4, Atonic Seizures

These seizures are common in children and they involve a sudden drop or slack in the body or head. The head may droop forward or the body can slump completely to the ground. These can also be known as “drop attacks”. These seizures last up to fifteen seconds and the person is fully unconscious.

5, Tonic Seizures

Tonic seizures involve the limbs or body suddenly becoming completely stiff. Patients can have a slight change in consciousness during these seizures and they last for up to 20 seconds. They generally occur when the patient is sleeping so they may not be aware that a seizure has occurred.

6, Clonic Seizures

This is the rarest of all seizures and they occur predominately in babies. It lasts between 1 and 2 minutes and causes the whole body to jerk. The muscles relax and tense repeatedly over the course of the seizure.

People with epilepsy can suffer a mix of seizures or they can vary throughout their life but these are the most common for those suffering from epilepsy. Many people aren’t aware of the vast differences between seizures so we hope this article has enlightened you!

What type of seizures do you suffer from? Have you heard about all these types before? Please share to help raise awareness!

Comments

on 2/11/19

Hello..

My little boy Frankie has ASD (autism) and cortical dysplasia (the cause of his seizures/epilepsy)  Frankie is 5 and was born with this congenital condition but it wasn’t until he was 2 1/2 that he had his 1st seizure! It was tonic/clonic and lasted 40 minutes! The most scary thing I’ve seen (and I was a qualified nurse of 16 years at the time!) the noise was horrific.. Frankie has recently had his 2nd seizure roughly 2 years later (feb this year!) it lasted 5 minutes of tonic clonic but twitching occurred for sometime after... he has a few absence seizures and recently had his epilim increased... he’s very aggressive at the time of increase, which is normal and can take 2 weeks to settle!!! Frankie is a very happy and clever little boy and is still in mainstream with an educational statement in place so his needs are met with 1:1 support. He has yearly MRI scans to ensure his condition is monitored. We are under the care of neurology,autism specialist and the children’s epilepsy nurse.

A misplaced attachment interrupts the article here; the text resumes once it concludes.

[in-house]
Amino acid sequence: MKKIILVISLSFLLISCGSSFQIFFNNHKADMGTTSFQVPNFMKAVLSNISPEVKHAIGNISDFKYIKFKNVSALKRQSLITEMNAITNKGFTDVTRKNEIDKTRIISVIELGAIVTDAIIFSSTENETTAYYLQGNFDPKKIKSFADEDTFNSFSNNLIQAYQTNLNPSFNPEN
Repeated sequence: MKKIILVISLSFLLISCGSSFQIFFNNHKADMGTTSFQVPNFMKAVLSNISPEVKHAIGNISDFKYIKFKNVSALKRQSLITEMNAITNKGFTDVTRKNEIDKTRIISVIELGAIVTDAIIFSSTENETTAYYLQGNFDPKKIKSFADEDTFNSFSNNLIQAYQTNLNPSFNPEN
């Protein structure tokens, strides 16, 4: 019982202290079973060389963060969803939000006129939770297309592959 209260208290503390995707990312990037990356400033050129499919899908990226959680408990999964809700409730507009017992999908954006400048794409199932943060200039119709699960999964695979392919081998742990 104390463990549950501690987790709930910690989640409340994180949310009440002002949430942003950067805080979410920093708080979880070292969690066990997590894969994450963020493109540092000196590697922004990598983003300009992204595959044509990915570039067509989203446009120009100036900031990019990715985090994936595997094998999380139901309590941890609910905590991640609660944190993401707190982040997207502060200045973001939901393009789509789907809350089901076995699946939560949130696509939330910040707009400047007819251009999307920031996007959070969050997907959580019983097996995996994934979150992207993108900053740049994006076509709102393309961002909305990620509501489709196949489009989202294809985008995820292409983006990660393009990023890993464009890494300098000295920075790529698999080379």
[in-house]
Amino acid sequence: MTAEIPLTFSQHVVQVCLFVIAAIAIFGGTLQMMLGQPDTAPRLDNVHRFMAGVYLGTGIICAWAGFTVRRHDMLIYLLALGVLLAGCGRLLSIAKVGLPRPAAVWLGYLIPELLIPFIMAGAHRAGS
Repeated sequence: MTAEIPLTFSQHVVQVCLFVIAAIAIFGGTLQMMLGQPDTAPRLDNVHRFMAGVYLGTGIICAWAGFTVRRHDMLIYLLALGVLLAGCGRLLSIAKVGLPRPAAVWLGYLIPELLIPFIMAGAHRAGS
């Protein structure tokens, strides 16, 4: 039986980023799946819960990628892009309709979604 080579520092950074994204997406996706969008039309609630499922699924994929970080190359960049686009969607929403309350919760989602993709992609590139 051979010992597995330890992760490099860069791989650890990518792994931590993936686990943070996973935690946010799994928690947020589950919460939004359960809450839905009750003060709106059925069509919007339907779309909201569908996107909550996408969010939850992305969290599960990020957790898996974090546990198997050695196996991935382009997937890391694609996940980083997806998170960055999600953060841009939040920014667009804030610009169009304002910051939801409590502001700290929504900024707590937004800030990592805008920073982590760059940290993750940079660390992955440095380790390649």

on 2/11/19

@Hidden username‍ ... God bless you all and especially little Frankie! 

I have had epilepsy since the age of 16 which mainly consists of tonic clonic seizures. At the age of 14, I hit a diving board and 2 years' later the epilepsy started. It took 3 years of testing before epilepsy was diagnosed. Living in Africa was very limited with no knowledge or information on the condition, and very few recognised Neurologists, so obviously this presented its problems over the years. My seizures were 35 minutes long and many causes triggered them off. My Mom was my pillar of strength and made me accept the epilepsy at 16, but realise that I was still human and 'normal'.